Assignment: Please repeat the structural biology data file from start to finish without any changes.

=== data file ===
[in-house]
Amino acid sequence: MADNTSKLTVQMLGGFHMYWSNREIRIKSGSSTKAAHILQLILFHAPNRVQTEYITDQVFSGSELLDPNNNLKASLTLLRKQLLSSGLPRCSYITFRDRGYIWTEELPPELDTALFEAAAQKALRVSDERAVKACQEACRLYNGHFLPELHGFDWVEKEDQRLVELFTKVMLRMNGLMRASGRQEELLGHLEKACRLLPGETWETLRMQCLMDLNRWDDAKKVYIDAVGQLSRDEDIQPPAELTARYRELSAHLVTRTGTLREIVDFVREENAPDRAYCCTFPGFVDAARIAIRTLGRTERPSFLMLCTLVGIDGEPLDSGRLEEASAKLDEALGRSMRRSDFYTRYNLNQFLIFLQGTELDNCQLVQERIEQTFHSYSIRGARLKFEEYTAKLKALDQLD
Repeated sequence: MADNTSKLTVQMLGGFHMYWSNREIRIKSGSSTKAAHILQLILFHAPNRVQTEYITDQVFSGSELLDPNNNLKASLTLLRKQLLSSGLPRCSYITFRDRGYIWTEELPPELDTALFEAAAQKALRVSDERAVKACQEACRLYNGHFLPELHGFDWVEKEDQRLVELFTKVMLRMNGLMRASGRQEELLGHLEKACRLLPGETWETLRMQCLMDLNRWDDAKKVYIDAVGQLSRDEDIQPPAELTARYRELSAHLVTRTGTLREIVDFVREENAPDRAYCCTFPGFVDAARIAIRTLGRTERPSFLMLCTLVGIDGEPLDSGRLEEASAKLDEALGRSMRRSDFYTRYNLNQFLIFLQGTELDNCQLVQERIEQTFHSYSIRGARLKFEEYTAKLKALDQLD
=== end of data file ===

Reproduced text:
[in-house]
Amino acid sequence: MADNTSKLTVQMLGGFHMYWSNREIRIKSGSSTKAAHILQLILFHAPNRVQTEYITDQVFSGSELLDPNNNLKASLTLLRKQLLSSGLPRCSYITFRDRGYIWTEELPPELDTALFEAAAQKALRVSDERAVKACQEACRLYNGHFLPELHGFDWVEKEDQRLVELFTKVMLRMNGLMRASGRQEELLGHLEKACRLLPGETWETLRMQCLMDLNRWDDAKKVYIDAVGQLSRDEDIQPPAELTARYRELSAHLVTRTGTLREIVDFVREENAPDRAYCCTFPGFVDAARIAIRTLGRTERPSFLMLCTLVGIDGEPLDSGRLEEASAKLDEALGRSMRRSDFYTRYNLNQFLIFLQGTELDNCQLVQERIEQTFHSYSIRGARLKFEEYTAKLKALDQLD
Repeated sequence: MADNTSKLTVQMLGGFHMYWSNREIRIKSGSSTKAAHILQLILFHAPNRVQTEYITDQVFSGSELLDPNNNLKASLTLLRKQLLSSGLPRCSYITFRDRGYIWTEELPPELDTALFEAAAQKALRVSDERAVKACQEACRLYNGHFLPELHGFDWVEKEDQRLVELFTKVMLRMNGLMRASGRQEELLGHLEKACRLLPGETWETLRMQCLMDLNRWDDAKKVYIDAVGQLSRDEDIQPPAELTARYRELSAHLVTRTGTLREIVDFVREENAPDRAYCCTFPGFVDAARIAIRTLGRTERPSFLMLCTLVGIDGEPLDSGRLEEASAKLDEALGRSMRRSDFYTRYNLNQFLIFLQGTELDNCQLVQERIEQTFHSYSIRGARLKFEEYTAKLKALDQLD